Watch: 2 FPV drones faced Russian tank’s cope cage and failed

A new, interesting video appeared on social networks showing the exploitation of military equipment in Ukraine. The author of the video does not say when and where it was filmed, but it is assumed to be from the summer-autumn season in Ukraine.

The video was recorded from a camera mounted on the turret or turret grill of a Russian tank. The author says that the Russian tank is of the “O” squad [Russia uses and marks its armored vehicles with different letters. The most common is the letter “Z”].

The first FPV drone comes from the left side of the tank and directly cuts into the turret. The hit was actually accurate, but it was a complete failure. The cumulative charge does not explode, and the drone falls to pieces. This incident looks more like a toy crashed into a tank. Result – none.

Watch: 2 FPV drones faced Russian tank's cope cage and failed
Video screenshot

A little later, as the tank maneuvers backward, at the end of the video, it is understood that a second drone has hit a tank [the drone is not visible]. The reason for such a conclusion is that the drone hits the position exactly where the camera is. Again no result and the tank continues to ram normalon. In both cases, the charges in the drone’s ammunition did not explode at all.

Cope Cage worked

We should note one main fact in the whole video – at least one of the two drones (the first one) falls into the tank’s turret grill. As we already explained, the drone does not explode at all and falls to pieces.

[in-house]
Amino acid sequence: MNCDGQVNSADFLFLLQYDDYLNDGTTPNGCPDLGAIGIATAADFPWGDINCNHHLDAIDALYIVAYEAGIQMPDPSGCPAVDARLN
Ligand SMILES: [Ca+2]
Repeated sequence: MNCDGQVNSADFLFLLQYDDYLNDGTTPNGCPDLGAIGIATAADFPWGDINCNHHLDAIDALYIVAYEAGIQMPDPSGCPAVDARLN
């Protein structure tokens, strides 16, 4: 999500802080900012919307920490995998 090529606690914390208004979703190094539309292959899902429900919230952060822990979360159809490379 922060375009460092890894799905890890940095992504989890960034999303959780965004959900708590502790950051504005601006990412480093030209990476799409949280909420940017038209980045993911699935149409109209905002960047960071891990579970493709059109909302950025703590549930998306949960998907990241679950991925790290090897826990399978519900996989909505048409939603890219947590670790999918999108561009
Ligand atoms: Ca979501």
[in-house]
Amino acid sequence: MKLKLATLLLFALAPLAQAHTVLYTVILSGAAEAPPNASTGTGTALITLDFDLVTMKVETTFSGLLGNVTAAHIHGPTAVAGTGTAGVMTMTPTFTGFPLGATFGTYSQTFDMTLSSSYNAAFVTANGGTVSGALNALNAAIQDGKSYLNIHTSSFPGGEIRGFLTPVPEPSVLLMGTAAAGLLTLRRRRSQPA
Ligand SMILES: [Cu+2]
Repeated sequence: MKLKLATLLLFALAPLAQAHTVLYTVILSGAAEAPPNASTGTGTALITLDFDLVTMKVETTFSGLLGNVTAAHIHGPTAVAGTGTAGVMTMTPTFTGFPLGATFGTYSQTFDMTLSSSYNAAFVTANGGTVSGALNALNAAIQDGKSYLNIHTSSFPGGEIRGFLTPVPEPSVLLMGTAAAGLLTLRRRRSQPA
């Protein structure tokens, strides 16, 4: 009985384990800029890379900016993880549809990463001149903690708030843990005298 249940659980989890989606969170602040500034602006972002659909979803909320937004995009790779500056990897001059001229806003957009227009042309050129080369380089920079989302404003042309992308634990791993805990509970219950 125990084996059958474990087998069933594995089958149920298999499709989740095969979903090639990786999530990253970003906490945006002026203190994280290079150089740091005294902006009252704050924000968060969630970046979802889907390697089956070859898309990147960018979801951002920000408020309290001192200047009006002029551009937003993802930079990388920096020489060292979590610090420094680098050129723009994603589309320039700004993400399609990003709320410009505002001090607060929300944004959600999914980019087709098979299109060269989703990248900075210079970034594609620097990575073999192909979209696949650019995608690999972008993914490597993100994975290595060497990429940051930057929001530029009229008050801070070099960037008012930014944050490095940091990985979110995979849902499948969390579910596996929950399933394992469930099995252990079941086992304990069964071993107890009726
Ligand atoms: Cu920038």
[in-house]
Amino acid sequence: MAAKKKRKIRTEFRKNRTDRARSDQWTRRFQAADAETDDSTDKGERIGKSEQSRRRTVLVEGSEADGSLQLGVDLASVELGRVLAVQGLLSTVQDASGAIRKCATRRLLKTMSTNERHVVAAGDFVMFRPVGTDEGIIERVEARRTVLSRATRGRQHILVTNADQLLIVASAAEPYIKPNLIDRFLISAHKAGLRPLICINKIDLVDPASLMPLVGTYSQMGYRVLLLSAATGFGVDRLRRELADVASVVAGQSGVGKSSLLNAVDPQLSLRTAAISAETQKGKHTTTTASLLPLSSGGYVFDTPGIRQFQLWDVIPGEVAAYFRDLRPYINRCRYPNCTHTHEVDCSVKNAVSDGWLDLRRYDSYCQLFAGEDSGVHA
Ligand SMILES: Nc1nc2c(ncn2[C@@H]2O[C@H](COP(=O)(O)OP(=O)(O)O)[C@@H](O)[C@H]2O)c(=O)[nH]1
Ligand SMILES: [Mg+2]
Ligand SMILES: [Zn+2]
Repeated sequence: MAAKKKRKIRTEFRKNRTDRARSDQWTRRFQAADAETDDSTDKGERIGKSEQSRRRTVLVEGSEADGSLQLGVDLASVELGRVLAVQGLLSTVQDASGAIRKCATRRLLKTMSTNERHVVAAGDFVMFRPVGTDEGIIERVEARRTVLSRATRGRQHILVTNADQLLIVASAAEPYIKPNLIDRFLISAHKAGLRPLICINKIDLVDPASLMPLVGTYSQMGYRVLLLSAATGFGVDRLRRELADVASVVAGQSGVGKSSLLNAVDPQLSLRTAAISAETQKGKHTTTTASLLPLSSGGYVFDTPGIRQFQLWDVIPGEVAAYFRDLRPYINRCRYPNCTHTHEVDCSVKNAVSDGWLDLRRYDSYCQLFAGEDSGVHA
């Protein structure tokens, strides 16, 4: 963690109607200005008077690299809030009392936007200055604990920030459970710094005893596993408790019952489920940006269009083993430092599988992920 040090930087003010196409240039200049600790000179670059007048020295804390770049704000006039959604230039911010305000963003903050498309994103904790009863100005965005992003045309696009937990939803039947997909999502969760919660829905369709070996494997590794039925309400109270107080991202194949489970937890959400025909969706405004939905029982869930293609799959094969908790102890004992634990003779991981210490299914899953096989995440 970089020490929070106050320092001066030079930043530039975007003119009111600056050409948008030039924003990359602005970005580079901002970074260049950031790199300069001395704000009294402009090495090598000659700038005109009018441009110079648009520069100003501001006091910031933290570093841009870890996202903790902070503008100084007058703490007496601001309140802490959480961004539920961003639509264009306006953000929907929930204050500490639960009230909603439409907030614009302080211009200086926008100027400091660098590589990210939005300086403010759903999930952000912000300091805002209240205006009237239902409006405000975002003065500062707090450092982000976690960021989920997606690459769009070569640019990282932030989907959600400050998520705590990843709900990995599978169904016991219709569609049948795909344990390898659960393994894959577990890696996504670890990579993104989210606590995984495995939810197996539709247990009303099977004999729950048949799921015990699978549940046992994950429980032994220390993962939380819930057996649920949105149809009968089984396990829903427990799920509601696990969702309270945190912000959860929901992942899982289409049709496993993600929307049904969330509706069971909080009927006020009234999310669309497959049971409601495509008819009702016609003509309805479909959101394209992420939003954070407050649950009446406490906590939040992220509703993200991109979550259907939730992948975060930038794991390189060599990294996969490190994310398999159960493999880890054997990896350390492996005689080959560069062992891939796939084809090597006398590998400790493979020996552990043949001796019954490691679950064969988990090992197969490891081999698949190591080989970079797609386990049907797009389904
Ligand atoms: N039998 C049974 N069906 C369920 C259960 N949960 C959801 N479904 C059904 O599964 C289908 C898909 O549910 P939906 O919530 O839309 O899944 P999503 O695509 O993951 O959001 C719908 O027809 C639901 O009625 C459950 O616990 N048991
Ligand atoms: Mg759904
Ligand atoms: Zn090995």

There could be many reasons, but one of the most obvious and logical is that the drone operator did not load the ammunition properly, because there was no actual explosion after the collision.

Another possibility is that the ordnance did not react properly to the cope cage hit and thus did not register it. If this is so, then we can count on at least one more video in which the “improvised Russian dome armor” saved the tank. But, this version, like the first one, remains in the realm of conjecture.

Russian armor is durable

Although the armor of not all Russian tanks can withstand such an attack, there are also cases in which, even if the drone explodes, it fails to stop this land beast.

Back in April this year we reported such an incident. A Russian tank does not stop fighting, even after two failed attacks. The initial assault was executed by a Ukrainian FPV kamikaze drone, marking a new era in warfare. This unmanned aerial vehicle, with an unnerving level of accuracy, flew directly into the tank’s turret, culminating in a fiery explosion. The precision of the impact was nothing short of exemplary, striking the vulnerable junction where the turret and the tank’s body meet. This resulted in the detachment of some sheet metal, however, it did not halt the tank’s relentless advance.

In the throes of the battlefield, the tank persists in its operation. With a strategic positioning, it commences an unyielding sequence of fire. The target, shrouded in the vast expanse, remains elusive to the naked eye – an occurrence that is quite comprehensible, considering the tank’s formidable combat range, extending from hundreds of meters to several kilometers.